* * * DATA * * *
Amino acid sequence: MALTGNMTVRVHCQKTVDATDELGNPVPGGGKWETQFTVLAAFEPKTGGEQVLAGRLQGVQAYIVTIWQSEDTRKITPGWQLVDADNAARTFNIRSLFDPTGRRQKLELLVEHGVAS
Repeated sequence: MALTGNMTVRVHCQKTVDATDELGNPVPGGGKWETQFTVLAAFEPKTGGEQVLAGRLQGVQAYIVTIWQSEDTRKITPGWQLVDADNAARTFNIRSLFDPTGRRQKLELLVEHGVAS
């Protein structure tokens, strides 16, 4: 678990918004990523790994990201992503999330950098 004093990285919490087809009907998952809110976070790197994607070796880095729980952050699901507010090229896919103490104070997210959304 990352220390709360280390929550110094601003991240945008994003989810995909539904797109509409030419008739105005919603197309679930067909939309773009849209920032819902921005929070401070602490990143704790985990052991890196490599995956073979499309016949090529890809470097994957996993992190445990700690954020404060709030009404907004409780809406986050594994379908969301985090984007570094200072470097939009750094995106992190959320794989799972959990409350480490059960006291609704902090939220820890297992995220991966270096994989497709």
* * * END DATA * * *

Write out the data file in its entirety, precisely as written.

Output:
Amino acid sequence: MALTGNMTVRVHCQKTVDATDELGNPVPGGGKWETQFTVLAAFEPKTGGEQVLAGRLQGVQAYIVTIWQSEDTRKITPGWQLVDADNAARTFNIRSLFDPTGRRQKLELLVEHGVAS
Repeated sequence: MALTGNMTVRVHCQKTVDATDELGNPVPGGGKWETQFTVLAAFEPKTGGEQVLAGRLQGVQAYIVTIWQSEDTRKITPGWQLVDADNAARTFNIRSLFDPTGRRQKLELLVEHGVAS
């Protein structure tokens, strides 16, 4: 678990918004990523790994990201992503999330950098 004093990285919490087809009907998952809110976070790197994607070796880095729980952050699901507010090229896919103490104070997210959304 990352220390709360280390929550110094601003991240945008994003989810995909539904797109509409030419008739105005919603197309679930067909939309773009849209920032819902921005929070401070602490990143704790985990052991890196490599995956073979499309016949090529890809470097994957996993992190445990700690954020404060709030009404907004409780809406986050594994379908969301985090984007570094200072470097939009750094995106992190959320794989799972959990409350480490059960006291609704902090939220820890297992995220991966270096994989497709």